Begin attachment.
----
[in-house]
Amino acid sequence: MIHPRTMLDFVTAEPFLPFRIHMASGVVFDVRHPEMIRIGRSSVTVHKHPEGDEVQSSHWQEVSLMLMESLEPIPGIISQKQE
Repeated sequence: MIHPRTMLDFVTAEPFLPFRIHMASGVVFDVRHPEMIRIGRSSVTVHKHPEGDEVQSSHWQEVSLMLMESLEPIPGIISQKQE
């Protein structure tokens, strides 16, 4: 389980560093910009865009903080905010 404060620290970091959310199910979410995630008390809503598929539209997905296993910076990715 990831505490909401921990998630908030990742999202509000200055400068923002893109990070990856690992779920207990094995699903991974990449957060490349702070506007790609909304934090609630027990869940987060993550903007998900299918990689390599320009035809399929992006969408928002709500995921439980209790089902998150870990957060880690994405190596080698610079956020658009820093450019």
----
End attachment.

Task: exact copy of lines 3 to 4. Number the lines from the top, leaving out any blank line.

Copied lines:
Repeated sequence: MIHPRTMLDFVTAEPFLPFRIHMASGVVFDVRHPEMIRIGRSSVTVHKHPEGDEVQSSHWQEVSLMLMESLEPIPGIISQKQE
């Protein structure tokens, strides 16, 4: 389980560093910009865009903080905010 404060620290970091959310199910979410995630008390809503598929539209997905296993910076990715 990831505490909401921990998630908030990742999202509000200055400068923002893109990070990856690992779920207990094995699903991974990449957060490349702070506007790609909304934090609630027990869940987060993550903007998900299918990689390599320009035809399929992006969408928002709500995921439980209790089902998150870990957060880690994405190596080698610079956020658009820093450019």